The Army being put into a reasonable secure posture, -towards midnight the Enemy attempted our quarters, on the west end of Haddington: but through the goodness of God we repulsed them. The next morning we drew into an open field, on the south side of Haddington; we not judging it safe for us to draw to the Enemy upon his own ground, he being prepossessed thereof;-but rather drew back, to give him way to come to us, if he had so thought fit. And having waited about the space of four or five hours, to see if he would come to us; and not finding any inclination in the Enemy so to do,-we resolved to go, according to our first intendment, to Dunbar.

By that time we had marched three or four miles, we saw some bodies of the Enemy's horse draw out of their

1sic: but Saturday is 31st.

quarters; and by that time our carriages were gotten near Dunbar, their whole Army was upon their march after us. And indeed, our drawing back in this manner, with the addition of three new regiments added to them, did much heighten their confidence, if not presumption and arrogancy.-The Enemy, that night, we perceived, gathered towards the Hills; labouring to make a perfect interposition between us and Berwick. And having in this posture a great advantage,—through his better knowledge of the country, he effected it: by sending a considerable party to the strait Pass at Copperspath; where ten men to hinder are better than forty to make their way. And truly this was an exigent to us, wherewith the Enemy reproached us;-'as' with that condition the Parliament's Army was in when it made its hard conditions with the King in Cornwall.2 By some reports that have come to us, they had disposed of us, and of their business, in sufficient revenge and wrath towards our persons; and had swallowed up the poor Interest of England; believing that their Army and their King would have marched to London without any interruption; -it being told us (we know not how truly) by a prisoner we took the night before the fight, That their King was very suddenly to come amongst them, with those English they allowed to be about him. But in what they were thus lifted up, the Lord was above them.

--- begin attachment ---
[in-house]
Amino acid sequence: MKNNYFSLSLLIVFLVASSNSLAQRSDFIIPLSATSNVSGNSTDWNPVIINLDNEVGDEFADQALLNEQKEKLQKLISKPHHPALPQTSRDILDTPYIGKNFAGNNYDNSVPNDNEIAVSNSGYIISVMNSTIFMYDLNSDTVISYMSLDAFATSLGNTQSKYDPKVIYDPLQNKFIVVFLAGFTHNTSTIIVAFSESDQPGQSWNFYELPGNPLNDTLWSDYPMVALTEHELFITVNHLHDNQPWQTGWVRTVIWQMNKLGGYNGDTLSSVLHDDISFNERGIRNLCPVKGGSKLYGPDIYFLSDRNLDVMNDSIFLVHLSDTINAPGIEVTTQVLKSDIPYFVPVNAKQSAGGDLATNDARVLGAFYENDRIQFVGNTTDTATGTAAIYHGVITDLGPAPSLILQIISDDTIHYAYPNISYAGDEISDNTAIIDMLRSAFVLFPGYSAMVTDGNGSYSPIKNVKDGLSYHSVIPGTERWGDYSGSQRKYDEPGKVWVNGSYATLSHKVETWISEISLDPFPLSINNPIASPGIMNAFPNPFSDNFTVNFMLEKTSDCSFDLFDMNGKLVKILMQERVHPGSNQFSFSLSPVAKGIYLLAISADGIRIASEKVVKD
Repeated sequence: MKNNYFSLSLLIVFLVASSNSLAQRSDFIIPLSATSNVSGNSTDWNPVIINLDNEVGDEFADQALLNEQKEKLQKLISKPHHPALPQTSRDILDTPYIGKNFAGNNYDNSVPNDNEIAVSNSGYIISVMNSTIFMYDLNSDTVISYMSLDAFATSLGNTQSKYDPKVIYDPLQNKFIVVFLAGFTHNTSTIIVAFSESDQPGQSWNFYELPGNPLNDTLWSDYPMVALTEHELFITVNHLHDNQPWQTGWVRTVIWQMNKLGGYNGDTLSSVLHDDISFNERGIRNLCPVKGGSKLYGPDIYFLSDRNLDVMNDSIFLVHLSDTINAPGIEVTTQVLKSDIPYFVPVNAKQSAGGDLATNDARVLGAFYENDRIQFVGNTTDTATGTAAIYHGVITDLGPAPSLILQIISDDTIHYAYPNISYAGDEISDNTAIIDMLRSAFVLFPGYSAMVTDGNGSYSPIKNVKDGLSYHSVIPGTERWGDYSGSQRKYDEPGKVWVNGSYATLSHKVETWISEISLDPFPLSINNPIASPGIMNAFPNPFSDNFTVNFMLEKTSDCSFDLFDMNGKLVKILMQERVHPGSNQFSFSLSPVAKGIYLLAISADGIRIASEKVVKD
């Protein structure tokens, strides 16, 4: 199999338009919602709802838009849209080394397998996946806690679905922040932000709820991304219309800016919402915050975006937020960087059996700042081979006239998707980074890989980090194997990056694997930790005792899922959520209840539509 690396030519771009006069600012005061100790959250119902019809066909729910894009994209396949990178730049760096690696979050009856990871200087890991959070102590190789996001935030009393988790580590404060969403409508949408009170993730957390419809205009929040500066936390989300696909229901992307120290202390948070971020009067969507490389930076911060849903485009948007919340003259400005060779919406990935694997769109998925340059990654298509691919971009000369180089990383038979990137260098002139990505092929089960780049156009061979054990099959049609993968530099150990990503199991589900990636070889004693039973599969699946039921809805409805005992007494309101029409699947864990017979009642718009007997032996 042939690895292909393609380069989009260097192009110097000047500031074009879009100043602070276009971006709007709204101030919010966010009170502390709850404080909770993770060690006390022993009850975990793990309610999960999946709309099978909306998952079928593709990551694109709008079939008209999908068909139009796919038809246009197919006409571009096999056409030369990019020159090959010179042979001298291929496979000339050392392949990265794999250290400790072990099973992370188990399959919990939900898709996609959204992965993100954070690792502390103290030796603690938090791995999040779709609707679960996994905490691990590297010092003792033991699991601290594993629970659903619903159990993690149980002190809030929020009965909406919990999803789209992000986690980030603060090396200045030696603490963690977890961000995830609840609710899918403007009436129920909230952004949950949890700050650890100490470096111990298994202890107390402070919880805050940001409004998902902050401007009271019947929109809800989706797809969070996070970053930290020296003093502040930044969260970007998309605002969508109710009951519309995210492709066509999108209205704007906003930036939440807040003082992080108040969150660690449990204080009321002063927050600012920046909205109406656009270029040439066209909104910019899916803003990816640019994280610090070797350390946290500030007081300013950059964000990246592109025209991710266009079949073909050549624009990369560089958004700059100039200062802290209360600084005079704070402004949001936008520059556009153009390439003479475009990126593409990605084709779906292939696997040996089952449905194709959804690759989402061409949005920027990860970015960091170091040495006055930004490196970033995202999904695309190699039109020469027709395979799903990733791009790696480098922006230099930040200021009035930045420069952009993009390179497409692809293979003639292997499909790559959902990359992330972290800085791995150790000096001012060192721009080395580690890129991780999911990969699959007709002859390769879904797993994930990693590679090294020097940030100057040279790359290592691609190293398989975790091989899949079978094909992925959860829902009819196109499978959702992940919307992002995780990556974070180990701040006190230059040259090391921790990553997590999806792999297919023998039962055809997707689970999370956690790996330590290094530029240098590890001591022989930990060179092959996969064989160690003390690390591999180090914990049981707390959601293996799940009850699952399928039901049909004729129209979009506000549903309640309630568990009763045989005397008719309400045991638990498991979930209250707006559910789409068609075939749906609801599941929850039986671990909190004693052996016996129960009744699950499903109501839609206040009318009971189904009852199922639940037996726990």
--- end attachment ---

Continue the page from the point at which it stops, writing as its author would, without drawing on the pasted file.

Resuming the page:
The Enemy lying in the posture before mentioned, having those advantages; we lay very near him, being

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'A disgraceful summons of caption to us: exigent' is a law-writ issued against a fugitive,—such as we knew long since, in our young days, about Lincoln's Inn !

2 Essex's Army seven years ago, in Autumn 1644, when the King had impounded it among the Hills there (see antea, vol. i. p. 215).

sensible of our disadvantages; having some weakness of flesh, but yet consolation and support from the Lord himself to our poor weak faith, wherein I believe not a few amongst us stand: That because of their numbers, because of their advantages, because of their confidence, because of our weakness, because of our strait, we were in the Mount, and in the Mount the Lord would be seen; and that He would find out a way of deliverance and salvation for us:-and indeed we had our consolations and our hopes.

Upon Monday evening,-the Enemy's whole numbers were very great; about Six-thousand horse, as we heard, and Sixteen-thousand foot at least; ours drawn down, as to sound men, to about Seven-thousand five-hundred foot, and Three-thousand five-hundred horse, upon Monday evening,' the Enemy drew down to the right wing about two-thirds of their left wing of horse. To the right wing; shogging also their foot and train much to the right; causing their right wing of horse to edge down towards the sea. We could not well imagine but that the Enemy intended to attempt upon us, or to place themselves in a more exact condition of interposition. The MajorGeneral and myself coming to the Earl Roxburgh's House, and observing this posture, I told him I thought it did give us an opportunity and advantage to attempt upon the Enemy. To which he immediately replied, That, he had thought to have said the same thing to me. So that it pleased the Lord to set this apprehension upon both of our hearts, at the same instant. We called for Colonel Monk, and shewed him the thing: and coming to our quarters at night, and demonstrating our apprehensions to some of the Colonels, they also cheerfully concurred.

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We resolved therefore to put our business into this